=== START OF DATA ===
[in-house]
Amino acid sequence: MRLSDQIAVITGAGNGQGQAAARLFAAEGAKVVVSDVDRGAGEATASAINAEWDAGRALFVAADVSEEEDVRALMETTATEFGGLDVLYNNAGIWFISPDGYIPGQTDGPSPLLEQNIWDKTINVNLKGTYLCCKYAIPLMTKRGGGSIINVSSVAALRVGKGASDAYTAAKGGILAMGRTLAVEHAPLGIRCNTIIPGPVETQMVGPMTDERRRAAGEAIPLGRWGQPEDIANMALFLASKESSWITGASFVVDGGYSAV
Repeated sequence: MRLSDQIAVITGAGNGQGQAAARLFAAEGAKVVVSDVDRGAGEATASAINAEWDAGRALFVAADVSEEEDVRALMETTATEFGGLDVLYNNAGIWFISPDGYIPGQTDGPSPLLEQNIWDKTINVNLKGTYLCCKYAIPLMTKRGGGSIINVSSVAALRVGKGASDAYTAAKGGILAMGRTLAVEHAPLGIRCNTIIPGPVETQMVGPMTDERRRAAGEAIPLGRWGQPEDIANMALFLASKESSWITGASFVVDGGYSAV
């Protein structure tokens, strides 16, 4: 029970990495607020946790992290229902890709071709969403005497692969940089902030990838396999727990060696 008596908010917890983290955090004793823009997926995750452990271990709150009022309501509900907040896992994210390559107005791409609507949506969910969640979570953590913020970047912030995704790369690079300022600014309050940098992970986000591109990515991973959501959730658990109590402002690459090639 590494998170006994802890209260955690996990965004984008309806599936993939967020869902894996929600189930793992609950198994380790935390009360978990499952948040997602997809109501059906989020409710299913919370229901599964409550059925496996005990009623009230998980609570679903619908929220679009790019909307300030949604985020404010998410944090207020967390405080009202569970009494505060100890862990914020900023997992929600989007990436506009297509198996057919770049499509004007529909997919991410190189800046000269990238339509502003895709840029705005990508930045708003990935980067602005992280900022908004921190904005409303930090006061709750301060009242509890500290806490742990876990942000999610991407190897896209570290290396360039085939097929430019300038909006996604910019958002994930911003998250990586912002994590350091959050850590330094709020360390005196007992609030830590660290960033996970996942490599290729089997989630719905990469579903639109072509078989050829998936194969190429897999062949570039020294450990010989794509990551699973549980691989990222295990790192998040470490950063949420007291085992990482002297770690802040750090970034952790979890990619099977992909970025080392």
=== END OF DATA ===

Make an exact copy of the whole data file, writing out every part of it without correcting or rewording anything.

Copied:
[in-house]
Amino acid sequence: MRLSDQIAVITGAGNGQGQAAARLFAAEGAKVVVSDVDRGAGEATASAINAEWDAGRALFVAADVSEEEDVRALMETTATEFGGLDVLYNNAGIWFISPDGYIPGQTDGPSPLLEQNIWDKTINVNLKGTYLCCKYAIPLMTKRGGGSIINVSSVAALRVGKGASDAYTAAKGGILAMGRTLAVEHAPLGIRCNTIIPGPVETQMVGPMTDERRRAAGEAIPLGRWGQPEDIANMALFLASKESSWITGASFVVDGGYSAV
Repeated sequence: MRLSDQIAVITGAGNGQGQAAARLFAAEGAKVVVSDVDRGAGEATASAINAEWDAGRALFVAADVSEEEDVRALMETTATEFGGLDVLYNNAGIWFISPDGYIPGQTDGPSPLLEQNIWDKTINVNLKGTYLCCKYAIPLMTKRGGGSIINVSSVAALRVGKGASDAYTAAKGGILAMGRTLAVEHAPLGIRCNTIIPGPVETQMVGPMTDERRRAAGEAIPLGRWGQPEDIANMALFLASKESSWITGASFVVDGGYSAV
């Protein structure tokens, strides 16, 4: 029970990495607020946790992290229902890709071709969403005497692969940089902030990838396999727990060696 008596908010917890983290955090004793823009997926995750452990271990709150009022309501509900907040896992994210390559107005791409609507949506969910969640979570953590913020970047912030995704790369690079300022600014309050940098992970986000591109990515991973959501959730658990109590402002690459090639 590494998170006994802890209260955690996990965004984008309806599936993939967020869902894996929600189930793992609950198994380790935390009360978990499952948040997602997809109501059906989020409710299913919370229901599964409550059925496996005990009623009230998980609570679903619908929220679009790019909307300030949604985020404010998410944090207020967390405080009202569970009494505060100890862990914020900023997992929600989007990436506009297509198996057919770049499509004007529909997919991410190189800046000269990238339509502003895709840029705005990508930045708003990935980067602005992280900022908004921190904005409303930090006061709750301060009242509890500290806490742990876990942000999610991407190897896209570290290396360039085939097929430019300038909006996604910019958002994930911003998250990586912002994590350091959050850590330094709020360390005196007992609030830590660290960033996970996942490599290729089997989630719905990469579903639109072509078989050829998936194969190429897999062949570039020294450990010989794509990551699973549980691989990222295990790192998040470490950063949420007291085992990482002297770690802040750090970034952790979890990619099977992909970025080392």